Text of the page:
General deployment with Cloudflare integration

In this guide, we will demonstrate how to configure k8gb to integrate with Cloudflare for automated zone delegation configuration.

Initial setup

As a prerequisite, we will need two Kubernetes clusters where you want to deploy k8gb and enable global load balancing between them.

You can reuse local clusters from the Infoblox tutorial, the EKS-based setup from Route53 tutorial or any Kubernetes deployment method that is convenient to you.

The specific Kubernetes deployment method is not essential for the focus of this documentation guide.

For simplicity, we will assume that clusters have simple 'eu' and 'us' geotags.

Deploy k8gb with Cloudflare integration enabled

Use helm to deploy a stable release from the Helm repo.

helm repo add k8gb

Example values.yaml configuration files can be found here

Remember to change the zone-related values to point configuration to your own DNS zone.

  dnsZone: ""
  # -- main zone which would contain gslb zone to delegate
  edgeDNSZone: "" # main zone which would contain gslb zone to delegate

Cloudflare-specific configuration

Let's look closer at the Cloudflare section of the configuration examples.

  # -- Enable Cloudflare provider
  enabled: true
  # -- Cloudflare Zone ID
  zoneID: cdebf92e613133e4bb176a14a9c5b730
  # -- Configure how many DNS records to fetch per request
  # see
  dnsRecordsPerPage: 5000

Follow to find your zoneID

Install the k8gb helm chart in each cluster

In eu cluster, execute

helm -n k8gb upgrade -i k8gb k8gb/k8gb --create-namespace -f ./docs/examples/cloudflare/k8gb-cluster-cloudflare-eu.yaml

In us cluster, execute

helm -n k8gb upgrade -i k8gb k8gb/k8gb --create-namespace -f ./docs/examples/cloudflare/k8gb-cluster-cloudflare-us.yaml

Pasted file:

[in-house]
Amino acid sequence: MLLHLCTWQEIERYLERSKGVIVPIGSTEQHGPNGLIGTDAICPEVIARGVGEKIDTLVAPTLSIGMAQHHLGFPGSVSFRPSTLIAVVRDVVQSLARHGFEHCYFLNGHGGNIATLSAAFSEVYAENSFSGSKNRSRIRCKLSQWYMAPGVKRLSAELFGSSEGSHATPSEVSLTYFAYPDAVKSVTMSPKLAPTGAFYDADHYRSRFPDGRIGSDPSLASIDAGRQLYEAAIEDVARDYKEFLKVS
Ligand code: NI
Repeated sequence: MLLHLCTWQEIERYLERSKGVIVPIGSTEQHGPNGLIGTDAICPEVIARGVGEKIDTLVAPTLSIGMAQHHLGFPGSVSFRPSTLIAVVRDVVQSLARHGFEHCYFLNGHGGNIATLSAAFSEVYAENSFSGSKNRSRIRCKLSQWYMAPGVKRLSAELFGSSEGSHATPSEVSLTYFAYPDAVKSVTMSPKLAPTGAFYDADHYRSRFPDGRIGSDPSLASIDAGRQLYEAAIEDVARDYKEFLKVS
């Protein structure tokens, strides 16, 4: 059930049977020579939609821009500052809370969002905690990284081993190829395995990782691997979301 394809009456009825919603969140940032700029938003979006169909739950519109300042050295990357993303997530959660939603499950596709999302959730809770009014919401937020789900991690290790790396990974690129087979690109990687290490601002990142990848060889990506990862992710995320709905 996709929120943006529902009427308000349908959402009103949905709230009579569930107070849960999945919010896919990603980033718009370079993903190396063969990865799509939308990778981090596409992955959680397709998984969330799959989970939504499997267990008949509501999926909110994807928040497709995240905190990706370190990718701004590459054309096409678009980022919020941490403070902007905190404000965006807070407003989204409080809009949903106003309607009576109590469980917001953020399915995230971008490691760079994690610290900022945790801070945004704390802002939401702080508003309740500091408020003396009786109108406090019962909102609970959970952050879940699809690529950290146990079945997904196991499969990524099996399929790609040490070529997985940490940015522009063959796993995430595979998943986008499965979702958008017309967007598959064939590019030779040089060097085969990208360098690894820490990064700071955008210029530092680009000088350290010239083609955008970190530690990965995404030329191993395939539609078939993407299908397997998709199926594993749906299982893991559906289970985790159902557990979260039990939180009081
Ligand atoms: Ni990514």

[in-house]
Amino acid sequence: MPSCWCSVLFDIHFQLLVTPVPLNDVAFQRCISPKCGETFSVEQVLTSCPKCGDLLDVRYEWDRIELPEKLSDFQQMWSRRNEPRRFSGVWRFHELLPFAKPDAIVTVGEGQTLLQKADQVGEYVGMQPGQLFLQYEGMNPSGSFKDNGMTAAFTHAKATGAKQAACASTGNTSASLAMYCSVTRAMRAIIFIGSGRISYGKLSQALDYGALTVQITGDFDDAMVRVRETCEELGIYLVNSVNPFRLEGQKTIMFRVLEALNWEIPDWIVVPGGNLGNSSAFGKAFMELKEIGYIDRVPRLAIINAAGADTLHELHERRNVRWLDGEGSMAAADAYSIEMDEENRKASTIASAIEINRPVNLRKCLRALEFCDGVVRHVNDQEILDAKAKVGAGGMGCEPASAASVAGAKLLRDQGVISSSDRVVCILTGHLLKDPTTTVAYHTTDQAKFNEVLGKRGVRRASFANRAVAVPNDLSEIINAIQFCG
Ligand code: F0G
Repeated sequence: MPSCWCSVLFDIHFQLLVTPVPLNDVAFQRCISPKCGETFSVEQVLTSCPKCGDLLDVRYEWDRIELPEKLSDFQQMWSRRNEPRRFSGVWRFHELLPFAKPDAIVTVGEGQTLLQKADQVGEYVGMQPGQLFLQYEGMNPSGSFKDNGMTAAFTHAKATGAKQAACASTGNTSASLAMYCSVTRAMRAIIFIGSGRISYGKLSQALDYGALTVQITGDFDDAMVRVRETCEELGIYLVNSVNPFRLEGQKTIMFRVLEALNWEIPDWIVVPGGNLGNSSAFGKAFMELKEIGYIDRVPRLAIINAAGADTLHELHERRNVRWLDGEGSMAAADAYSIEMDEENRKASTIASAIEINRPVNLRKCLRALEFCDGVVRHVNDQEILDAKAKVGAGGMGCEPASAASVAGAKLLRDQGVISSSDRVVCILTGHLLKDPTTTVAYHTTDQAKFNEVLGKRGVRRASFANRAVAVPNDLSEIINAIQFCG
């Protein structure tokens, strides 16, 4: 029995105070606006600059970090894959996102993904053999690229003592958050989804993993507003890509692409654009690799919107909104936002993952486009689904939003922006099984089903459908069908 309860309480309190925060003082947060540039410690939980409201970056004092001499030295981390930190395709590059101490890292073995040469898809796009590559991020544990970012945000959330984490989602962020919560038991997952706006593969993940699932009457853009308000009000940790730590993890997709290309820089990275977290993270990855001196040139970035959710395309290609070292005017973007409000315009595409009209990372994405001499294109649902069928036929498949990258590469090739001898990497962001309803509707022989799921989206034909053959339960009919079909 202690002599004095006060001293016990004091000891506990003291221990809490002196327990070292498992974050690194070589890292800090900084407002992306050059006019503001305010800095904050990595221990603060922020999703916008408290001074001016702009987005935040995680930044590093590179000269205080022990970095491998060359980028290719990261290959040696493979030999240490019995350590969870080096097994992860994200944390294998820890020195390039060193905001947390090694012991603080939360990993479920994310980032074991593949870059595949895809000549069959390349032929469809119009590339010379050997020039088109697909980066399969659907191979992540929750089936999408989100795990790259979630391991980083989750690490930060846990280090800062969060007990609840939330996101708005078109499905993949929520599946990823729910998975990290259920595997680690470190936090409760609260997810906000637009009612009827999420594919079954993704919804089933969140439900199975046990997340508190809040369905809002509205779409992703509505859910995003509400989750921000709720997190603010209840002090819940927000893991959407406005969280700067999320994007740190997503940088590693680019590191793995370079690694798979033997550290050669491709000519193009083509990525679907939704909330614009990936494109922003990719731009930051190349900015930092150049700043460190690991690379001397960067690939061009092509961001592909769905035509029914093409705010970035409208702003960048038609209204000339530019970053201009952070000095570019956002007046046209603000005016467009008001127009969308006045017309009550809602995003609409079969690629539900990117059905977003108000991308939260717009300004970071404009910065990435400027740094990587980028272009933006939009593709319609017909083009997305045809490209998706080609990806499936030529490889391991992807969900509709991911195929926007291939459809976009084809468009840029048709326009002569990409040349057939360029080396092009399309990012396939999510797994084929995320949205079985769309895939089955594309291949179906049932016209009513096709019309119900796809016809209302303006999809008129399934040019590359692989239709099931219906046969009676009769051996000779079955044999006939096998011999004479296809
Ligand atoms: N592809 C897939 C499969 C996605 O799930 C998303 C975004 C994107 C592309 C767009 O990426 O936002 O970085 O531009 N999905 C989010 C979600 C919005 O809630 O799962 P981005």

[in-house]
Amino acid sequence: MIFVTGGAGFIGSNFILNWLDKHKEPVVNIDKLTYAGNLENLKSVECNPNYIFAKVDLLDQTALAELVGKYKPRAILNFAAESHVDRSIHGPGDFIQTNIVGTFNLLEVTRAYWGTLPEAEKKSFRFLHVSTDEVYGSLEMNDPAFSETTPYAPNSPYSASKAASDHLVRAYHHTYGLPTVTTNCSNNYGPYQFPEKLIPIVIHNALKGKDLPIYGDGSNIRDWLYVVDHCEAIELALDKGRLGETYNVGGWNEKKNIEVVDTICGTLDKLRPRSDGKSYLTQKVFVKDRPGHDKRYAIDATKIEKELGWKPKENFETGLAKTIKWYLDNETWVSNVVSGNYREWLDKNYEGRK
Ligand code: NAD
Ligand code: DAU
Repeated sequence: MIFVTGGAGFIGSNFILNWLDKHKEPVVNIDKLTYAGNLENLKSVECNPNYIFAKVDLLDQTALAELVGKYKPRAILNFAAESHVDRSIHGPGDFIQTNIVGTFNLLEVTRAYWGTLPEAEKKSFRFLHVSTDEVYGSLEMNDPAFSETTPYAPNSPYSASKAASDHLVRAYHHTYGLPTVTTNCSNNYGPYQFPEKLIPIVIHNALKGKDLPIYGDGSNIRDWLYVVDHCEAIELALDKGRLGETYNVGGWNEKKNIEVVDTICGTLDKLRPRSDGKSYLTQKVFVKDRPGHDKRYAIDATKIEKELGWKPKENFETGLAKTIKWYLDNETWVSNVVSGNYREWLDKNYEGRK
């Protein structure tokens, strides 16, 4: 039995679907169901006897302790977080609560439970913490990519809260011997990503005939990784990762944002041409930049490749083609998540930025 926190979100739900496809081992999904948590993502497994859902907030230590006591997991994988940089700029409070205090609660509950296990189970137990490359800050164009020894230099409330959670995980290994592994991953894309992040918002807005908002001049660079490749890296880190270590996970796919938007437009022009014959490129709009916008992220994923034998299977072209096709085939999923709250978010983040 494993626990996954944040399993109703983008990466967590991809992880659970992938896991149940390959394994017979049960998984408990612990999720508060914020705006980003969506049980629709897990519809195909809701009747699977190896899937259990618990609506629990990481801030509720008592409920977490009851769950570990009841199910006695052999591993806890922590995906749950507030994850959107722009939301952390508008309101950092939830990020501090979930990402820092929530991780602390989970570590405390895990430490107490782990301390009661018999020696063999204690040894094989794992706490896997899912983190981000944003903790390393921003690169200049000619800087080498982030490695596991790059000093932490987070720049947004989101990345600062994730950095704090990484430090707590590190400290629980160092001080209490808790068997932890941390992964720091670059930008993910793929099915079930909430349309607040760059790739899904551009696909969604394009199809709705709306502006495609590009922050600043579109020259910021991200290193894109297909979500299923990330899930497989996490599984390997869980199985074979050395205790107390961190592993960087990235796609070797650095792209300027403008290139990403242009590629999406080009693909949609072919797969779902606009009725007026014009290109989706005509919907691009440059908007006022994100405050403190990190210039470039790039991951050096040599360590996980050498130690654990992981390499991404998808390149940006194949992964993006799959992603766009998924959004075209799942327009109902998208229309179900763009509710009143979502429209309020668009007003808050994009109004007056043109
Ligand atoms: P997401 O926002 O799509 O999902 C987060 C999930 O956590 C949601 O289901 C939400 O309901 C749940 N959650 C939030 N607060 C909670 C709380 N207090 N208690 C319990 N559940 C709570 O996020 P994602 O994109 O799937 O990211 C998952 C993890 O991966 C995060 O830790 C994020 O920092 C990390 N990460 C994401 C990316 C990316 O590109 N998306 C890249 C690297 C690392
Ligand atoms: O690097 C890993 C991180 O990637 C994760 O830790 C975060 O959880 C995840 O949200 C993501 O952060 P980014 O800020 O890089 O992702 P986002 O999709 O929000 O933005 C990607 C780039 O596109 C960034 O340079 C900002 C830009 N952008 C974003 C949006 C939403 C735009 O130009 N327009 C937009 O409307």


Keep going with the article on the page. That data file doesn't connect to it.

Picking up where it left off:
Create a Cloudflare secret in each cluster

kubectl -n k8gb create secret generic cloudflare --from-literal=token=<api-secret>

Note: you can create Cloudflare API tokens at

Create test Gslb resource

Now we can test the setup with a pretty standard Gslb resource configuration.

apiVersion: k8gb.absa.oss/v1beta1
kind: Gslb
  name: test-gslb-failover
  namespace: test-gslb
    ingressClassName: nginx
    - host:
        - backend:
              name: frontend-podinfo
                name: http
          path: /
          pathType: Prefix
    dnsTtlSeconds: 60 # Minimum for non-Enterprise Cloudflare
    primaryGeoTag: eu
    splitBrainThresholdSeconds: 300
    type: failover

The only unusual thing here is spec.strategy.dnsTtlSeconds that should be of a minimum 60-second value in case you are operating a non-Enterprise Cloudflare subscription. The lower values will be rejected by Cloudflare API.

Apply Gslb resource to each cluster.

kubectl apply -f ./docs/examples/cloudflare/test-gslb-failover.yaml

Check Zone Delegation configuration

As a result of the setup, you should observe DNSEndpoint automatically created, similar to the one below:

$ kubectl -n k8gb get k8gb-ns-extdns -o yaml
kind: DNSEndpoint
    k8gb.absa.oss/dnstype: extdns
  creationTimestamp: "2023-11-12T19:55:20Z"
  generation: 3
  name: k8gb-ns-extdns
  namespace: k8gb
  resourceVersion: "5851"
  uid: 5d240eb8-1c19-48c3-bf69-508545f52ea4
  - dnsName:
    recordTTL: 60
    recordType: NS
  - dnsName:
    recordTTL: 60
    recordType: A

On the Cloudflare dashboard side, you should observe that NS and glue A records are automatically created:

Cloudflare dashboard with Zone Delegation records


If something is not working as expected with the integration, check the logs of the externalDNS pod that is responsible for the creation of the DNS records with Cloudflare API.

kubectl -n k8gb logs -f deploy/external-dns